Mine have one connection point on the TT bit the length is perfect for crossing.


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Old 04-22-2015, 10:55 AM   #64
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...I considered adding a bed saver device but upon checking with B&W I learned that any holes drilled in the companion hitch will void the lifetime hitch warranty.
Let's see here, cost of tailgate and damage to truck vs the slight possibility of needing a hitch part for free.
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Old 04-22-2015, 01:20 PM   #65
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Very doubtful if not impossible for the magnets to "LOCK" the brakes.
Can't lock the brakes!? What max voltage do you run on your controller? Not sure about all controllers, but the Tekonsha models call for setting the max voltage by determining when the brakes lock. I do this at least once per year, and whenever I adjust the brakes. You increase the max-voltage until a full-manual apply squeals the tires. Then you back off a bit, so that a full pedal apply will almost lock the brakes (but not quiet). That's how you get maximum brake effectiveness with a proportional controller. There are a few that are not able to lock the brakes with extremely large trailers, and they just run at 12-13volts. But most of us can lock the brakes with 9volts or less.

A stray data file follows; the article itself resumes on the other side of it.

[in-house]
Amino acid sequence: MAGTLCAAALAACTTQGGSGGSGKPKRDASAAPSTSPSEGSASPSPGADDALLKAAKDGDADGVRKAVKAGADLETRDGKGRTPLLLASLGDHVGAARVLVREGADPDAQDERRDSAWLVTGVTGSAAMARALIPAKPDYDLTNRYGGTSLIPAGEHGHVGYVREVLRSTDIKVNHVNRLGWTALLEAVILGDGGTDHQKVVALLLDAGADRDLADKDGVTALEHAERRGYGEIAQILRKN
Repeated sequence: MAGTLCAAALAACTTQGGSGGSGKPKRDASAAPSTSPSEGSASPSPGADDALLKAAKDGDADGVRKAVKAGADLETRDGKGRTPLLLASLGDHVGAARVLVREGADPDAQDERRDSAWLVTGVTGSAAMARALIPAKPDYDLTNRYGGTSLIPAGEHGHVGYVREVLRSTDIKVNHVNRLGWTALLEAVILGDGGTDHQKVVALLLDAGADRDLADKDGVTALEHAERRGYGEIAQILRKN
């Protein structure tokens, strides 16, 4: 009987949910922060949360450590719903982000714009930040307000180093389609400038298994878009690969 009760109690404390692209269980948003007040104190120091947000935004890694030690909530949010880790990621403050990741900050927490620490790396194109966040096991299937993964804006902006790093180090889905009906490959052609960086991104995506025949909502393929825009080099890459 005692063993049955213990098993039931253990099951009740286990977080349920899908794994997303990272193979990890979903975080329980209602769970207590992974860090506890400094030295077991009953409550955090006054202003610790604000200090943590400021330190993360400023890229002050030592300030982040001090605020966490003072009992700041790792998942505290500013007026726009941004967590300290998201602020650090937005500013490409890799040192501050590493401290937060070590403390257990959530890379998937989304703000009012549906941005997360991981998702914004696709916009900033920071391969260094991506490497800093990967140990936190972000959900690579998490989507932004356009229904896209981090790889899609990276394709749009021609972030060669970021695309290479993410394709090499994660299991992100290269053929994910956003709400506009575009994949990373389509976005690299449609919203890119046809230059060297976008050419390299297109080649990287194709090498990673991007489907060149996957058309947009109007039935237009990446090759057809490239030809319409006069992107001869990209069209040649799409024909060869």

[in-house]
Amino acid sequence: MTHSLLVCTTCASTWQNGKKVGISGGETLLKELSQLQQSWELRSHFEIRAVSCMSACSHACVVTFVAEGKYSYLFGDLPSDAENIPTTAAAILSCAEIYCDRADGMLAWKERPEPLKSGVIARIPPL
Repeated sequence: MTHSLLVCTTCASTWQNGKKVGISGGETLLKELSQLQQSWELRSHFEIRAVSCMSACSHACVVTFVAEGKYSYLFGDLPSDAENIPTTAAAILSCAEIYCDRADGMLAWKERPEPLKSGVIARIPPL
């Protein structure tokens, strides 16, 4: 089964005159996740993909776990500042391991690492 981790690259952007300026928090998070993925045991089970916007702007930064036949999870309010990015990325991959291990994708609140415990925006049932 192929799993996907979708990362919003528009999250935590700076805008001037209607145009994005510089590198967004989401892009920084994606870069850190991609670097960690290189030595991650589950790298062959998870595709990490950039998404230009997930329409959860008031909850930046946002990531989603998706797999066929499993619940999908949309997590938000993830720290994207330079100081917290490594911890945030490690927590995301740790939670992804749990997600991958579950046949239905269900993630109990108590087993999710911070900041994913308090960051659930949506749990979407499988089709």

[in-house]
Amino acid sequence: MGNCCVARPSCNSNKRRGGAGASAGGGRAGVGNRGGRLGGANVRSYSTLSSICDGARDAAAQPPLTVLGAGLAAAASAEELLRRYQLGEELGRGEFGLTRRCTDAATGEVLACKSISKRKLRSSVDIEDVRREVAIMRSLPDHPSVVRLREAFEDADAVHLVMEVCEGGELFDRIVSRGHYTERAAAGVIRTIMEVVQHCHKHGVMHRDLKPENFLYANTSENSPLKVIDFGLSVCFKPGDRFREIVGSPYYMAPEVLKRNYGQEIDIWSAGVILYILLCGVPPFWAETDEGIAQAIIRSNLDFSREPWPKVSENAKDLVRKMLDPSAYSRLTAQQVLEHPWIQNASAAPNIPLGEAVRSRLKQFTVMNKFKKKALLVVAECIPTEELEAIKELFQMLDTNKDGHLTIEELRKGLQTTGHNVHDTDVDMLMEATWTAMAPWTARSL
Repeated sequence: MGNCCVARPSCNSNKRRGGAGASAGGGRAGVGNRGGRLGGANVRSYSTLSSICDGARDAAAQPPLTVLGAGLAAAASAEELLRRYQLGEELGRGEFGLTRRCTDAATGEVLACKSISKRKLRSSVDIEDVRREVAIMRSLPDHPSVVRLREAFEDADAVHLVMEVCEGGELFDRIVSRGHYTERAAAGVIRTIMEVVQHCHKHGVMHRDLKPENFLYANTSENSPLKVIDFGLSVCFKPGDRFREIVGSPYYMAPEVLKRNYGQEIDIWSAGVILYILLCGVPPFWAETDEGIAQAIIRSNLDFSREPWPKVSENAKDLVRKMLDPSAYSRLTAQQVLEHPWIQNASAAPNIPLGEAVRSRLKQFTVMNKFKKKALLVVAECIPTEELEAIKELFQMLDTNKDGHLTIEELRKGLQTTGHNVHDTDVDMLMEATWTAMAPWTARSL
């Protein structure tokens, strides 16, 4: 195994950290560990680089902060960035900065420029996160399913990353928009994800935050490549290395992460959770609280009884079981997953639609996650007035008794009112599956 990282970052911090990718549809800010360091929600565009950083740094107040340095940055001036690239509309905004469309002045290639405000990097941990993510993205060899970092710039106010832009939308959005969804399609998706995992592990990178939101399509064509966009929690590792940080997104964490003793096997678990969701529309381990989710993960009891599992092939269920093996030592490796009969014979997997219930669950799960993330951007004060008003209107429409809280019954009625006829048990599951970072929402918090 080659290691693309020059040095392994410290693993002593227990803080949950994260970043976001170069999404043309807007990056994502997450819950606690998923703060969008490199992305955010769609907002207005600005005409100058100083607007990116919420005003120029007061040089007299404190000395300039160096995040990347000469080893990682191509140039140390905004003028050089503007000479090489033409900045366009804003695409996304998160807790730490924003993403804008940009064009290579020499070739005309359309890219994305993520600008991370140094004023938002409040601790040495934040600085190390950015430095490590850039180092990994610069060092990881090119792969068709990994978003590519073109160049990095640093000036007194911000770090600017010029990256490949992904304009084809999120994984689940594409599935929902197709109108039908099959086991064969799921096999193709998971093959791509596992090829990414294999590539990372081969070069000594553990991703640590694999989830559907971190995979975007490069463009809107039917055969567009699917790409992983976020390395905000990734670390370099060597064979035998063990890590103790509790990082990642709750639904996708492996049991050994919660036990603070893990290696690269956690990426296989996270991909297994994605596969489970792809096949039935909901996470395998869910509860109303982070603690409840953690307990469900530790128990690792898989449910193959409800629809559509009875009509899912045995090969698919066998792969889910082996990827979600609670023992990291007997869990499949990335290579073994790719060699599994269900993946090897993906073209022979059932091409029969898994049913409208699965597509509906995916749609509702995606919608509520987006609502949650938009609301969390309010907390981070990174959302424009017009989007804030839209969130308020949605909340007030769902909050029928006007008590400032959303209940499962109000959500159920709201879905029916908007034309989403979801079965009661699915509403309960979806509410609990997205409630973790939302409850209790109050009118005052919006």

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I want the trailer to stay connected to the truck and not go off possibly hurting some innocent vehicle that had nothing to do with it. I would be the one causing the problem and will suffer the consequences and not some other person(s